• setda-logo

      Ensuring the Quality of Digital Content for Learning

      This position paper complements SETDA’s prior digital transition policy briefs by examining strategies for ensuring digital content quality, including exploration of the speci c quality-control challenges and opportunities associated with open educational resources (OER).

      • Topic Area:
      • Implementation
      • Planning
      • Resources
      • Selection

      View Resource

    • National Ed Tech Plan

      The National Education Technology Plan provides a vision of transformational learning experiences powered by technology.

      • Topic Area:
      • Budget
      • Implementation
      • Planning

      View Resource

    • DMAPS cove

      Navigating the Digital Shift

      This report provides details to help educate school and district administrators, policy makers and the private sector on the flexibility of state policies related to the procurement of digital instructional materials.

      • Topic Area:
      • Accessibility
      • Budget
      • Effectiveness
      • Implementation
      • OER
      • Planning
      • Resources
      • Selection

      View Resource

    • North Carolina Digital Learning Plan – Funding and Policy

      North Carolina makes recommendations for funding and policy as the state shifts to digital learning.

      • Topic Area:
      • Budget

      View Resource

  • State Subject Area Rubrics

    Alabama

    California

    Florida

    Louisiana

    New Mexico

    New Mexico provides a list of adopted materials reviewed and scored by subject area.

    Oregon

    Oregon publishes criteria for review of instructional materials by subject area. Select criteria are identified below.

    Tennessee

    Tennessee develops a screening instrument (rubric) for each content area, subject, and grade level.  The rubrics are approved by the state Textbook Commission. Select examples are below.

    Utah

    Utah publishes rubrics by subject area. The rubrics focus on the core content for the designated course and address issues such as equity, material quality and construction, adherence to Utah law, and other appropriate issues.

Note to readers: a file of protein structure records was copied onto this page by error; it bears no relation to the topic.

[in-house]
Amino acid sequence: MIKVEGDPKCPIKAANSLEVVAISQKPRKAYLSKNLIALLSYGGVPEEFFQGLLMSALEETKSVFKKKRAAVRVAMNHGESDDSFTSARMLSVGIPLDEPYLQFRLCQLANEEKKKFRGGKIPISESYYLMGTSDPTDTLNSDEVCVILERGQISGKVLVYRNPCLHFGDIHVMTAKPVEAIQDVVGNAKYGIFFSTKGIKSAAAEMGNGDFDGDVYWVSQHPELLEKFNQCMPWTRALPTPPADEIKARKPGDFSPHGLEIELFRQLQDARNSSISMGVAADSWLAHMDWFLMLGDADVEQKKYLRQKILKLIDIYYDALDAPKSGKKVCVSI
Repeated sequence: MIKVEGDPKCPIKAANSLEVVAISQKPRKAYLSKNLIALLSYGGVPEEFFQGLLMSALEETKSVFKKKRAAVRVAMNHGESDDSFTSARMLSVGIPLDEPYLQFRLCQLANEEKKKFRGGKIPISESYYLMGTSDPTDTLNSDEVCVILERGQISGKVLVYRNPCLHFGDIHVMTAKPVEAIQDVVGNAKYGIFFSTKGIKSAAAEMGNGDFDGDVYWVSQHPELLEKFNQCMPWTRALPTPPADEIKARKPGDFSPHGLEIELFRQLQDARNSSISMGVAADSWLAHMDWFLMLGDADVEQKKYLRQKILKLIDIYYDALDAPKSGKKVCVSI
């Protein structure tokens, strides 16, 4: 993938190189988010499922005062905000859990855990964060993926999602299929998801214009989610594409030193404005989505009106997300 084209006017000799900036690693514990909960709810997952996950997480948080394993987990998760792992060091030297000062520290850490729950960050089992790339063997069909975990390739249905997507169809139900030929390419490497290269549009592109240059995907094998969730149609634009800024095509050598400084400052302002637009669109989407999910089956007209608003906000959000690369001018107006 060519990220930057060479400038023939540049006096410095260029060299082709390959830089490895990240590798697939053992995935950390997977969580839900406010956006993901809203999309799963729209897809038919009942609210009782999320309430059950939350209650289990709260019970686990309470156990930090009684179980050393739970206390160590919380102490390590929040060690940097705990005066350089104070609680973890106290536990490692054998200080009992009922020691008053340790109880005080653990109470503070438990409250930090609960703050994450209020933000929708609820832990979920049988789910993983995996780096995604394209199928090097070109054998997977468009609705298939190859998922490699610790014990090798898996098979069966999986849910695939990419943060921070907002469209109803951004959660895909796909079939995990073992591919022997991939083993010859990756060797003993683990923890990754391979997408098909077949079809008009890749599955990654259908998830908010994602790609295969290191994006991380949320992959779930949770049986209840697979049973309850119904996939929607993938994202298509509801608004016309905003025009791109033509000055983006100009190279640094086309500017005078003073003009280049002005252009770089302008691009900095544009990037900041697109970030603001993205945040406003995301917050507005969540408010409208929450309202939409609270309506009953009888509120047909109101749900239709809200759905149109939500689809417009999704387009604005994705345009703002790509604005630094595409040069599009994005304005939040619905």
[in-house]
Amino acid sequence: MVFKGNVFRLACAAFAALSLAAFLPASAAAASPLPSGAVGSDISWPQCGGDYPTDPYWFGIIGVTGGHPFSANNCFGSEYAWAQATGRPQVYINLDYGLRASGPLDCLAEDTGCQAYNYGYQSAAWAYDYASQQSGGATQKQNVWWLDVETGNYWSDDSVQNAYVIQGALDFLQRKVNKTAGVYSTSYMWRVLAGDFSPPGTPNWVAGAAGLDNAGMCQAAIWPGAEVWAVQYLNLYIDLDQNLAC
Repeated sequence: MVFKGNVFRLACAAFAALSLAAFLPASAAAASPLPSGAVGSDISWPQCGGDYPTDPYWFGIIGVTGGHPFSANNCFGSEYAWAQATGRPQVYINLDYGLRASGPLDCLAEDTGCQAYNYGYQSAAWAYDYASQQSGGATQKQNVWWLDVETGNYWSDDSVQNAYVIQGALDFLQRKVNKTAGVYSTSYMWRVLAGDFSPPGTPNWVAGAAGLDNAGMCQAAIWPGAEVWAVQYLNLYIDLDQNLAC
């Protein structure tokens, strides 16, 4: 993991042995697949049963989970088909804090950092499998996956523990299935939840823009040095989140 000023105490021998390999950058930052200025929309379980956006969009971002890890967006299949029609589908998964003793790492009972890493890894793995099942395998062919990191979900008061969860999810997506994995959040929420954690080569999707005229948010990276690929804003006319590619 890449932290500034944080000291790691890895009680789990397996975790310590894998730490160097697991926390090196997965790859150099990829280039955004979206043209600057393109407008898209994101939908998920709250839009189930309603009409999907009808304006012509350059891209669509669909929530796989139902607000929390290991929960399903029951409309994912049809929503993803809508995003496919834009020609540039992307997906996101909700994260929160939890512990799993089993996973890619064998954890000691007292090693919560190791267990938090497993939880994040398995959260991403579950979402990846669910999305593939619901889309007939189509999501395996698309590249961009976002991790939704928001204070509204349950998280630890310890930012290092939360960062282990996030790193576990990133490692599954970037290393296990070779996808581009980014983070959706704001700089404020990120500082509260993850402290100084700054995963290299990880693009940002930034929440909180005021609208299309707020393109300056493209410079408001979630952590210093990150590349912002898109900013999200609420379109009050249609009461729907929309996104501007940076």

Washington

  • National Tools & Rubrics

    This section highlights various rubrics used by states, districts, and schools for the evaluation instructional materials.

    screen-shot-2016-11-18-at-12-18-28-pmRubrics: Align to the Common Core State Standards, Tools for evaluating the alignment of instructional and assessment materials to the Common Core State Standards.

     

    achieve-logo

    Achieve OER Rubrics developed eight rubrics to evaluate the quality of instructional resources.

    EQuIP rubrics evaluate lessons that include instructional activities and assessments aligned to the CCSS or the NGSS that may extend over a few class periods or days and units that include integrated and focused lessons aligned to the CCSS or the NGSS that extend over a longer period of time.

     

    digital promise logo

    Digital Promise DCPS Sample Product Evaluation Rubric. This rubric helps compare different technology products to make curricular decisions.

     

     

    Ed Surge Product IndexEdSurge  This community-driven database includes recommendations from teachers on educational technology products. Educators can search for products by category, grade level, curriculum type, technology requirements and cost.

    Educational Technology Rapid Cycle Evaluationsscreen-shot-2016-11-18-at-11-14-31-am helps educators make evidence based decisions on acquiring digital tools/applications. Tools will help educators design and conduct evaluations and pilot tests.

    National Standards for Quality Online Coursesinacol. iNACOL shares a rubric, developed by the Texas Education Agency’s Texas Virtual School Network for assisting in the review of online courses.

    PrintIMET is a tool for evaluating textbooks for alignment to the shifts and major features of the Common Core State Standards. It is a tool within the Materials Alignment Toolkit

     

     

     

    EQuIP Rubric: Science

     

    SpotOn RubricSpotOn logo can be applied to eight digital product types including core, non-core, units, lessons, games, apps, and adaptive resources.

     

    SIMRA10 Common Criteria for Evaluation of Instructional Materials. SIMRA presents the 10 common criteria for the evaluation of instructional materials.

     

     

    TEC TEC Data Platform is an online library of edtech market pricing data specifically developed for school districts. TEC worked with Lea(R)n on this project.  The platform allows member districts to access price reports on the products they are considering for first-time purchase or renewal.

  • Curate Materials

    After instructional materials are approved, states, districts and schools need to curate those vetted materials. Key considerations include options for hosting the instructional materials content and packaging the content.

    Options for Hosting Instructional Materials Content

    Key Considerations for Packaging Instructional Materials

    • Easily accessible for teachers
    • Useful to teachers
    • Searchable by content area, standard, or grade

     

    • SETDA logo

      Digital Instructional Materials Acquisition Policies for States (DMAPS)